2013 International Student Award Winner
ATA is pleased to announce that the 2013 International Student Award has been presented to Sabrina Niebler, who is currently completing her Bachelor of Fine Arts degree at the Alberta College of Art and Design in Calgary.
“My choice to go into art has been an incredible experience and has been the root of much growth. During my past four years in the college, I have experimented with many mediums and been faced with new challenges that have created huge developments in my practice. I came to fall in love with the process and aesthetics of tapestry in my fourth year at the college. I am particularly intrigued with the potential for tapestry to relay narrative through the choice of color, material and concept, which then becomes imbedded in the fabric. Tapestry as a process is quite meditative and I enjoy the repetitive motions that become second nature to the hand.”
Medieval Redux: Hoof
12” x 12”, 2012, wool and assorted yarns, tapestry
Medieval Redux: Hoof, detail
15.5” x 13.5”, 2012, wool and rice paper (printed with text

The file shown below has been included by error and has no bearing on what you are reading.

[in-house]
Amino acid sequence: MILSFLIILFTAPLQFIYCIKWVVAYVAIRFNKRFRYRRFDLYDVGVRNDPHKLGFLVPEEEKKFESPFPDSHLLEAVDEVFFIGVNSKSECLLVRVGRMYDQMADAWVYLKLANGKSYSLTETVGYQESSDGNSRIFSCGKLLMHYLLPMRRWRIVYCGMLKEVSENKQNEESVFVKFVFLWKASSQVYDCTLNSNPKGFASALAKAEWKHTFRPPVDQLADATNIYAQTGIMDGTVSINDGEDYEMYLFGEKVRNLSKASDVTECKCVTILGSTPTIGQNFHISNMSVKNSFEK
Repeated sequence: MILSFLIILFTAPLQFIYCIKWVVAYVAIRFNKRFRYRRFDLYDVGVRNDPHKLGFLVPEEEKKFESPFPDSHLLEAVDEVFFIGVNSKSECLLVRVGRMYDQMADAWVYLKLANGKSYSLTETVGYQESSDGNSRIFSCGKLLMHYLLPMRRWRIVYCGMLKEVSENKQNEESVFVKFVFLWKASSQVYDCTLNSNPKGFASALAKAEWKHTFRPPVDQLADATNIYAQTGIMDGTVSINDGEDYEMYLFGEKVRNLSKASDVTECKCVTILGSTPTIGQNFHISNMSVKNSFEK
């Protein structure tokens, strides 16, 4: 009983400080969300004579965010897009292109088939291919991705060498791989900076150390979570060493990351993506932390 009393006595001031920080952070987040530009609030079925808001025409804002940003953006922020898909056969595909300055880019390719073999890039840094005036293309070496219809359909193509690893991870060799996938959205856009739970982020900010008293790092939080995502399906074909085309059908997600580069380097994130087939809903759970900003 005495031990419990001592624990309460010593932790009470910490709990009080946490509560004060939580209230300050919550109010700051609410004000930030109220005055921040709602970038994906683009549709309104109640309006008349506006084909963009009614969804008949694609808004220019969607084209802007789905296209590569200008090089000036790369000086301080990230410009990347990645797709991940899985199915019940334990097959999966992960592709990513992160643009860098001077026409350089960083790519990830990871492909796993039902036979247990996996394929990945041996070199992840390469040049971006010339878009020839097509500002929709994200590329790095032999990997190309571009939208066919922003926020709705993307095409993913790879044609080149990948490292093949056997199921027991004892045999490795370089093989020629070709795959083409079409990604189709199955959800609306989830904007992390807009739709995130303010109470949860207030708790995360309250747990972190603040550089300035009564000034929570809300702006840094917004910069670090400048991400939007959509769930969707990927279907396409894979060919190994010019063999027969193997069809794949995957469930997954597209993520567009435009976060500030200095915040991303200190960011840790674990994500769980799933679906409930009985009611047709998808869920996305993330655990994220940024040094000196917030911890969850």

and hand spun into yarn), tapestry
Rooted in the Hand
6” x 3.5” x 2.5”, 2013, rice paper (silk screened
with text and hand spun into yarn) and cotton warp, pulled warp and pieced tapestry.
Rooted in the Hand, detail
“These tapestries explore storytelling and also celebrate hand making. Working with traditional and nontraditional techniques and materials, these works explore the medium of tapestry and also its possibilities.
“Medieval Redux: Hoof,” looks back at a portion of a 1480-90 tapestry, Two Scenes from the Poem Der Busant (The Buzzard). In this tapestry I seek to execute a recreation of this tapestry, mimicking techniques and reconstructing forms.
“Nobuko” is a piece that celebrates and honors the life of my grandmother. Faces hold many stories, written in the lines of the face, even though we may not know their details. With this work, I have printed the rich history of my grandmother onto rice paper, spun it into yarn and then wove it into the background of the tapestry. Her story becomes embedded into the fabric of the tapestry, honoring her memory.
The sculptural tapestry “Rooted in the Hand” engages in ideas of the handmade and the hand as a keeper of knowledge. This work too uses rice paper. Text has been silkscreened onto rice paper and spun into yarn which creates the flesh of the tapestry. Once woven into specific shapes, the warp threads were pulled and the pieces sewn together to bring the different parts into one form. It makes a life size hand form with textual knowledge imbedded into its fabric.”